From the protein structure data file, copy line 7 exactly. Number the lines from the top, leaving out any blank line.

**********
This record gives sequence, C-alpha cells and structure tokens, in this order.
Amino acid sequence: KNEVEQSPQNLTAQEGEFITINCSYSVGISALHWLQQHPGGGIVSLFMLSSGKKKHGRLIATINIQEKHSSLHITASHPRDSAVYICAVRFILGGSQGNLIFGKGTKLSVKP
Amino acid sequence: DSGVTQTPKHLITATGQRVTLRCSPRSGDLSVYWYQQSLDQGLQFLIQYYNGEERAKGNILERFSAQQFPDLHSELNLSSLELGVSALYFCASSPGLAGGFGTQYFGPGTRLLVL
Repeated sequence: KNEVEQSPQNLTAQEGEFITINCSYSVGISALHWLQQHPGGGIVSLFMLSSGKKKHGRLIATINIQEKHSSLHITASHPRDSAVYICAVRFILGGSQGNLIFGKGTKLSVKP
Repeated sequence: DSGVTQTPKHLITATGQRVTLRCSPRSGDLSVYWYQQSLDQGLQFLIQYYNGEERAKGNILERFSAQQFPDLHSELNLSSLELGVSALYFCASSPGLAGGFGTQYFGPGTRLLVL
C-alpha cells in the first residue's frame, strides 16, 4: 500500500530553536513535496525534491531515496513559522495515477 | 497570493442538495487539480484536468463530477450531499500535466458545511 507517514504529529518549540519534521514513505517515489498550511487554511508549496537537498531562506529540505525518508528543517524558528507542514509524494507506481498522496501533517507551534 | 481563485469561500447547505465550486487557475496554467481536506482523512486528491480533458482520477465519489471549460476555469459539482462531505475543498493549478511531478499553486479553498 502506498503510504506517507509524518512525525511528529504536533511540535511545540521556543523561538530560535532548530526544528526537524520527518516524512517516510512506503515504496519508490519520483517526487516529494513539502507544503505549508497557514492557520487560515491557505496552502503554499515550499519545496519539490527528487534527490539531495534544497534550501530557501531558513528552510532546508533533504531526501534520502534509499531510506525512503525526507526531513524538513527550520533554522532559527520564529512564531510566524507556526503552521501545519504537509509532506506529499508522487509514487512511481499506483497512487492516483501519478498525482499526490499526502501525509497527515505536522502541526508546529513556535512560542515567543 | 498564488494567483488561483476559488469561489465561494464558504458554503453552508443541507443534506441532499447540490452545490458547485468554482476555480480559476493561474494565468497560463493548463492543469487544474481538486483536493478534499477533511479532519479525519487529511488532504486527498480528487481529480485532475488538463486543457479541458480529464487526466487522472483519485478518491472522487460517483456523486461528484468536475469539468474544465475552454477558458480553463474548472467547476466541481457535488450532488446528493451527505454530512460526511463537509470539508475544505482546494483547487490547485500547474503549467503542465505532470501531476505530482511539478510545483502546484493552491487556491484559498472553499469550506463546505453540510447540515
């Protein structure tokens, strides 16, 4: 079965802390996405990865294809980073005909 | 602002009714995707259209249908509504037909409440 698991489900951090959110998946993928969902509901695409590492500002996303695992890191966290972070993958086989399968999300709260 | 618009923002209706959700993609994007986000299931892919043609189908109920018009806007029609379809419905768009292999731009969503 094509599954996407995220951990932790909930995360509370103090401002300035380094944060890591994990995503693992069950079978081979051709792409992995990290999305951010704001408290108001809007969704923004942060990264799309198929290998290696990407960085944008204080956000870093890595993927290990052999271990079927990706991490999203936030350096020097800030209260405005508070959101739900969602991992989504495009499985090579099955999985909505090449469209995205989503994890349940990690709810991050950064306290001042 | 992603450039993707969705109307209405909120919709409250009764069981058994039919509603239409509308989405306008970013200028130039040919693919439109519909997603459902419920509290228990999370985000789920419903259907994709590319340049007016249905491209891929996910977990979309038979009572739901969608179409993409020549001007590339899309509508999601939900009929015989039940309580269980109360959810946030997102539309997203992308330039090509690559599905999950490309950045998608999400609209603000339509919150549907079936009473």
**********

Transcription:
């Protein structure tokens, strides 16, 4: 079965802390996405990865294809980073005909 | 602002009714995707259209249908509504037909409440 698991489900951090959110998946993928969902509901695409590492500002996303695992890191966290972070993958086989399968999300709260 | 618009923002209706959700993609994007986000299931892919043609189908109920018009806007029609379809419905768009292999731009969503 094509599954996407995220951990932790909930995360509370103090401002300035380094944060890591994990995503693992069950079978081979051709792409992995990290999305951010704001408290108001809007969704923004942060990264799309198929290998290696990407960085944008204080956000870093890595993927290990052999271990079927990706991490999203936030350096020097800030209260405005508070959101739900969602991992989504495009499985090579099955999985909505090449469209995205989503994890349940990690709810991050950064306290001042 | 992603450039993707969705109307209405909120919709409250009764069981058994039919509603239409509308989405306008970013200028130039040919693919439109519909997603459902419920509290228990999370985000789920419903259907994709590319340049007016249905491209891929996910977990979309038979009572739901969608179409993409020549001007590339899309509508999601939900009929015989039940309580269980109360959810946030997102539309997203992308330039090509690559599905999950490309950045998608999400609209603000339509919150549907079936009473």